The storage archives of the Manitoba Agricultural Museum hold a number of items that the museum cannot display due to lack of proper display facilities.
One of the pieces is the promotional booklet Austin, Manitoba The Sort of Home You’ve been Looking for printed by the Austin Board of Trade circa 1912.
A photo in this booklet, labelled “Bird’s-eye view of Austin, Manitoba,” shows the museum elevator in use. A photo of a museum artifact in use is rare.
The elevator in the photo marked Western Canada Flour Mills Co. Ltd. was built in 1905 and sold to Manitoba Pool Elevators (MPE) in 1938. Sometime after that the elevator became an annex to another MPE elevator in Austin and used as an annex until 1975.
In the late 1970s, the elevator was donated and moved to the museum by MPE. As the driveway, scale and associated equipment had been removed when converted to an annex, MPE rebuilt the driveway to wagon standards and installed a wagon scale with built-in wagon lift that MPE found at Grandview.
Up to this time it was thought that this elevator had been built with the three-quarter-length cupola it currently features as no one could remember a different cupola on it.
However, the photo shows a much smaller cupola centred on the top of the building. Many early elevators were built to this design. However, the small cupola was cramped and larger cupolas were introduced to provide more space for the leg and gerber. By the 1920s, full-length cupolas were a standard design feature of elevators.
Another obvious change is the siding. As built, the elevator had wood clapboard installed and painted with red oxide paint. MPE began installing pressed tin tiles as siding on many of its elevators in the 1950s to reduce maintenance costs, which is probably when this elevator was tinned.
The photo is also interesting as it shows that the elevator in front of the WCFM elevator was built to a noticeably different design. The cupola runs, not at a right angle to the tracks, but parallel to the tracks.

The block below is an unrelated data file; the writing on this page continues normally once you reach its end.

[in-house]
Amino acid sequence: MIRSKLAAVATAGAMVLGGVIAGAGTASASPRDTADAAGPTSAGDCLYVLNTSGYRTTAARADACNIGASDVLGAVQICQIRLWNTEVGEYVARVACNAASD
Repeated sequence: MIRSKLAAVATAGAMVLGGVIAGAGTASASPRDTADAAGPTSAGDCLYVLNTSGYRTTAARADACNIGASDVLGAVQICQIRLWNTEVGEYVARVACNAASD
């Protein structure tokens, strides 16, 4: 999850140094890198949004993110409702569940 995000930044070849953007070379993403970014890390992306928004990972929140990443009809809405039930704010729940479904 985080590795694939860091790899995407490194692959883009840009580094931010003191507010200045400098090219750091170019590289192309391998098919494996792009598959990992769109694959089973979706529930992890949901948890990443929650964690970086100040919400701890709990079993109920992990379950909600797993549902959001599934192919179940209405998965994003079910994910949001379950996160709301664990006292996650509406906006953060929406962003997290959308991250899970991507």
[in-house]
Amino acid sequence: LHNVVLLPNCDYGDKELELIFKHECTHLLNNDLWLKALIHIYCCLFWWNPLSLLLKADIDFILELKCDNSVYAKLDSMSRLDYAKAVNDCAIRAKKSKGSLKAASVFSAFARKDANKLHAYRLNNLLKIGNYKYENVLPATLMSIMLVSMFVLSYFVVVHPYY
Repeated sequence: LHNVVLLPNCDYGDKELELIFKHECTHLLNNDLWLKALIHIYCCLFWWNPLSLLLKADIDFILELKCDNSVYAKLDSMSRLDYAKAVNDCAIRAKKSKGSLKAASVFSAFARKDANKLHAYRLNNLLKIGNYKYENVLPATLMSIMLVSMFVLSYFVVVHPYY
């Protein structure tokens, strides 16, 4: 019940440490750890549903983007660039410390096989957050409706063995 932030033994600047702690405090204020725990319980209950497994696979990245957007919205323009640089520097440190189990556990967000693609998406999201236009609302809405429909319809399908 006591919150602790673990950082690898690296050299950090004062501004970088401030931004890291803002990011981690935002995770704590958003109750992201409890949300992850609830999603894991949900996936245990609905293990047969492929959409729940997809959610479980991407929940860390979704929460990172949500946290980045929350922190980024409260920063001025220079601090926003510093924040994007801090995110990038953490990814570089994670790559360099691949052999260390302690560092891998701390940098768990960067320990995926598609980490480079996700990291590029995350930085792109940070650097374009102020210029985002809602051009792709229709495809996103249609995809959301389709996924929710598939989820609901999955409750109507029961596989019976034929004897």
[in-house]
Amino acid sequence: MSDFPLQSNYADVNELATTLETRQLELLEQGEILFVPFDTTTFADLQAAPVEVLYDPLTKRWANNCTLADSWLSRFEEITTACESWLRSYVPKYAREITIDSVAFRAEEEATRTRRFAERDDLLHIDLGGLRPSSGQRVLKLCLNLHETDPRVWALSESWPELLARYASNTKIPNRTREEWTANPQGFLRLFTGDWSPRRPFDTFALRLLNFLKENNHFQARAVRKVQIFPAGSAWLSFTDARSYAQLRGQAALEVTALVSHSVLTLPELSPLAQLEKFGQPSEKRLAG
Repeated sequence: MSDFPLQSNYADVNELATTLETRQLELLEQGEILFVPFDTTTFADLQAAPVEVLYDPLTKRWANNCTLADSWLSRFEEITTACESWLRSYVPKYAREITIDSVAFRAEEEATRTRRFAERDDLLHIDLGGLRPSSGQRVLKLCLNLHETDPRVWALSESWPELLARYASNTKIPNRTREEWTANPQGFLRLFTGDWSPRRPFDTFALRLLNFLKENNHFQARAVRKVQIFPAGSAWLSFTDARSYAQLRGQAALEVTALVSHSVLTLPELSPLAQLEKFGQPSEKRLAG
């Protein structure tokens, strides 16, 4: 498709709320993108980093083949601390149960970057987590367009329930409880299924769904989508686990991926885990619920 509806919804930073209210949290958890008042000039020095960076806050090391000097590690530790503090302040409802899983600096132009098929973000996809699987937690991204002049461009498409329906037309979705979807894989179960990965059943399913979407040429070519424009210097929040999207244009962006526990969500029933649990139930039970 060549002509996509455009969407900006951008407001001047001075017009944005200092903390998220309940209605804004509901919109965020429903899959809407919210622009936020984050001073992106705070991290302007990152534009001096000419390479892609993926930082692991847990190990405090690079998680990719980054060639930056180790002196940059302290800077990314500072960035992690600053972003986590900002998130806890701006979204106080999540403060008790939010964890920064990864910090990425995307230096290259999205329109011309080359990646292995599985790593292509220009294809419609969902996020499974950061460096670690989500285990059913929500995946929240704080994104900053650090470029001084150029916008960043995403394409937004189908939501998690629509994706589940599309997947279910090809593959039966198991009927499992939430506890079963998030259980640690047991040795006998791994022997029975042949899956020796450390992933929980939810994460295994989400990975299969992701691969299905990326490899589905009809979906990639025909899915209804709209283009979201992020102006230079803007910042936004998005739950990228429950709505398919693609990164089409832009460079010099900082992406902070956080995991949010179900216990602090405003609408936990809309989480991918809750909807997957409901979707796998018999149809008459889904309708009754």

There were a number of early elevators built to this design which differed in other aspects from the standard design that was emerging in 1905 when the WCFM elevator was built.
The main body in this early design was rectangular where the main body of the standard design was square. The driveway was not enclosed but merely had a canopy over the scale and pit.
In the promotional book there is a photo of the Peoples Flour Mill at Austin which featured an elevator of this design beside the flour mill.
Another interesting item in the photo is the large square structure in front of the rectangular elevator. Looking at what can be seen of the construction, it does not appear to be an annex. And annexes in this time period seem to be rare, probably because the technology to fill and empty them at the time was neither developed fully and costs at the time did not warrant annexes. But if is not an annex, what is it and why was it built so close to the elevator?
The Austin promotional books are being printed for sale at the museum. So drop by, pick up a copy and spend the day looking over the museum collection including the museum elevator, currently the oldest elevator preserved on the Prairies.
Who knows, maybe the booklet will persuade you to move to Austin.